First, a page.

Research Project:

A Corpus for Persuasion Techniques in Multimodal Data

The Tanbih team received funding of 85K $ from Meta. The goal is to create a process for flagging misinformation and propaganda on social media platforms

Research Purpose

  1. Identifying the techniques used in inflammatory, misinformed, and propagandist, multimodal social media posts.
  2. Creating a set of annotation protocols and guidelines for annotating the texts and images in inflammatory and propagandist multimodal social media posts.

  3. Creating a machine learning algorithm that can detect inflammatory and propagandist multimodal social media posts. All Foreground IP will be open sourced for public access per the SRA.

Research Description

Visual cues have been shown to be an important manipulator in fake news propaganda and are regularly used as persuasive vehicles for misinformation [Shu et al., 2017]. During the 2016 election campaign, malicious accounts (social bots, cyborg, trolls) on Facebook and Twitter used sensational images to provoke anger or other emotional responses from consumers [Guo et al., 2019]. Moreover, studying the “meme archive” on indicates that Internet memes (“Memes”), as multimodal entities, represent a major part of misinformation campaigns.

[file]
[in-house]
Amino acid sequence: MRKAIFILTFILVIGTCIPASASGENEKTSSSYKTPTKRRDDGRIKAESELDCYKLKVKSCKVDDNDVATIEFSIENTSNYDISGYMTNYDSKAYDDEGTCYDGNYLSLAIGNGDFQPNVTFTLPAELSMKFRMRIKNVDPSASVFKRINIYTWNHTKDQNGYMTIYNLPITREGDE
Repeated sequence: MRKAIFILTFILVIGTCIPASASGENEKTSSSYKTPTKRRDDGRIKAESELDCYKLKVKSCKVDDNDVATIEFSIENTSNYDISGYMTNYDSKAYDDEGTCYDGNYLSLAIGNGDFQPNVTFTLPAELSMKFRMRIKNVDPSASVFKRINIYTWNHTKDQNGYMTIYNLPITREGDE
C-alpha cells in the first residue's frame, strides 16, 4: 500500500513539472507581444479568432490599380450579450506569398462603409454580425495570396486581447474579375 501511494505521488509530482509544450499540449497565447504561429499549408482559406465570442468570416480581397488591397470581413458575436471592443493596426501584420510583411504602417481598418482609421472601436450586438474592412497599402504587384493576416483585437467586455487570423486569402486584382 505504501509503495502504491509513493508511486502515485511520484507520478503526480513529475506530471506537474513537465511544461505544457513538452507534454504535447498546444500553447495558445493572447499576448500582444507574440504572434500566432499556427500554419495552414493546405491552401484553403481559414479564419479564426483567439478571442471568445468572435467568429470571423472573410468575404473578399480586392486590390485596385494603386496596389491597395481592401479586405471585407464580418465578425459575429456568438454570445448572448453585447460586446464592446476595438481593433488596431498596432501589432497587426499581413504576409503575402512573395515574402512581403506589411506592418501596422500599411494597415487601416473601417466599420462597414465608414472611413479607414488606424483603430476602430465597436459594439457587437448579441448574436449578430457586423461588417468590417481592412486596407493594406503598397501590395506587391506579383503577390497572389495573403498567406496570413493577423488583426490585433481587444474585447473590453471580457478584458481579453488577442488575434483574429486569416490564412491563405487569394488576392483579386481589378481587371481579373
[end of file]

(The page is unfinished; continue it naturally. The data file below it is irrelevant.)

The goal of this Research is to encourage the research community to study the problem of misinformation by providing models and techniques to detect deception in social media content by (i) creating a corpus of various manipulative, misleading and propagandist images and text, (ii) constructing a machine learning algorithm to analyze such images and text, and (iii) open source publishing the Foreground IP for public access.

A secondary goal of the research performed under this SOW is to allow Sponsor to proactively demote contents with high deception scores and nominate them for fact-checking/hate speech detection before they become viral. HBKU/QCRI believes that the deceptive techniques could help explain the demotion process, e.g., by highlighting parts of the text or of the image that use certain types of deceptive techniques such as “Appeal to Fear”, “Loaded Language”, etc. This can make it clear to human fact-checkers why the image has been suggested for fact- checking/hate speech detection, or could be used to offer a similar explanation to the end user.

Resources Developed

~9,000 memes annotated.